|Title||Light transport via nano apertures|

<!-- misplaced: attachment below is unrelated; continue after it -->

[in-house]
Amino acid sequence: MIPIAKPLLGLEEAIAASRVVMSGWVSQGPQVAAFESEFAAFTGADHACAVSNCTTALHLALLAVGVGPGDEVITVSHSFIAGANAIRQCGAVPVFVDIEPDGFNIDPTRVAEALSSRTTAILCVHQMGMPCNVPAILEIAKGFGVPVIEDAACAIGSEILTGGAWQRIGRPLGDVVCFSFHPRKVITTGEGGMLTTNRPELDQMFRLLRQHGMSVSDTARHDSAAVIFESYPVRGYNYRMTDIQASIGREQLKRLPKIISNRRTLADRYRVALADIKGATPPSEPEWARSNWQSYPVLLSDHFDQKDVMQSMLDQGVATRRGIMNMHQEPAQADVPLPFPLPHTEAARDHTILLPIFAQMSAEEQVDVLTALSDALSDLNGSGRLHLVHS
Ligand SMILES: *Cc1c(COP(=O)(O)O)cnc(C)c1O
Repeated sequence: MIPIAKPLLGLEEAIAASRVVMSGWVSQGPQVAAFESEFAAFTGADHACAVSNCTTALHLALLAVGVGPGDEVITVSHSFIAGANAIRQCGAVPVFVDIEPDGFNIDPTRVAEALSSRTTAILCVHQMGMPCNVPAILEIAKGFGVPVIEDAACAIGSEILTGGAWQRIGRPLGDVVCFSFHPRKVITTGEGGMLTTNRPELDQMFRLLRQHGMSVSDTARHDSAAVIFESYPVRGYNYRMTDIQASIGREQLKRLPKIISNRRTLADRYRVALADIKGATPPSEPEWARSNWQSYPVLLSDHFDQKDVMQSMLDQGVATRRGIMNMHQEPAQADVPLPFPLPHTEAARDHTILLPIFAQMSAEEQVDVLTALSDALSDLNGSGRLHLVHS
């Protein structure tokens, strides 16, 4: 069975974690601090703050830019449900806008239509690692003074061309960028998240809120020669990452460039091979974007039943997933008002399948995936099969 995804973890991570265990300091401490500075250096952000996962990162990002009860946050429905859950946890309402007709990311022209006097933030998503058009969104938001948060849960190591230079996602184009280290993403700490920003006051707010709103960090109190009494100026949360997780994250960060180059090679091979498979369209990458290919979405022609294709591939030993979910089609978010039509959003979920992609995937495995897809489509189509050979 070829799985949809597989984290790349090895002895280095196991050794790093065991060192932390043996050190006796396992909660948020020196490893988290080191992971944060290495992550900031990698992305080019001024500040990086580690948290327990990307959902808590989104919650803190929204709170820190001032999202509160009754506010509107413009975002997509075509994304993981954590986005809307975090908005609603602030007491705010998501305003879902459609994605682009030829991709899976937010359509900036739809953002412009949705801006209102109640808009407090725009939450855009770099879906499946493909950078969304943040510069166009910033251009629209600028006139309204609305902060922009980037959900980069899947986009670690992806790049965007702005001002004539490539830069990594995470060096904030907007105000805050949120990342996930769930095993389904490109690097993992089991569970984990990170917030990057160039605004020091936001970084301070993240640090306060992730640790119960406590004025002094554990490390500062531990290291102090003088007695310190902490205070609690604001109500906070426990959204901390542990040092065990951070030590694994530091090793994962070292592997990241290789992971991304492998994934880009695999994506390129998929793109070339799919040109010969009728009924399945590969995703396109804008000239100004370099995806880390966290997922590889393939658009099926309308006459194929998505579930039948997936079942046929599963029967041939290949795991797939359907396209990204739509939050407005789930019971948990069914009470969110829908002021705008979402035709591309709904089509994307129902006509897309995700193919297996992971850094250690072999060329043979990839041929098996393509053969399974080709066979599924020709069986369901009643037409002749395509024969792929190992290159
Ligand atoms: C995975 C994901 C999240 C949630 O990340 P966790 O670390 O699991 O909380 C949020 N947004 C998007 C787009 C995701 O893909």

When Ebbesen et al. first reported in a now famous paper that a thin metal film perforated with an array of subwavelength-sized holes can transmit much more light than expected, they immediately suggested the involvement of surface plasmons. Surface plasmons are electromagnetic surface waves that propagate at the interface between a metal and a dielectric by the collective motion of electrons. Unlike most guided modes, the electric fields associated with surface plasmon modes are evanescent, and decay exponentially with distance from the interface. But once excited by an optical field at a hole in a metal film, they can travel several micrometers along the films surface before eventually being absorbed. However, they can turn back into a freely propagating optical wave when they are scattered at another hole or groove. This interplay between light waves and surface plasmons apparently enables enhancement of transmission. More importantly, the realization that surface plasmons can give rise to potentially useful phenomena has given birth to an entire new field, known as plasmonics. Recently however, the explanation of enhanced optical transmission through nano-holes in terms of plasmons has been challenged. In this dissertation, light transmission enhancement through metallic subwavelength holes and emission of a dipole antenna inside the cavity has been studied to understand the coupling mechanism of the transmission behaviors, as well as the limiting role of the cavity on emitting antennas inside the cavity. In our experimental research with various aperture sizes, the transmission and emission resonances have been measured and characterized for the relationships between the holes geometry and transmission as well as the quantum efficiency of the emission inside the cavity. Throughout this work, we have achieved several outstanding breakthroughs in the study of light transmission enhancement which consist of the following: 1) Photoluminescence effects with optically thin metal film. 2) The relationship between the transmission behaviors and aperture size. 3) The quantum efficiency of cavities with regards to dipole position and cavity size. 4) The significant role of cavity geometry in fluorescence excitation spectrum inside the cavity.
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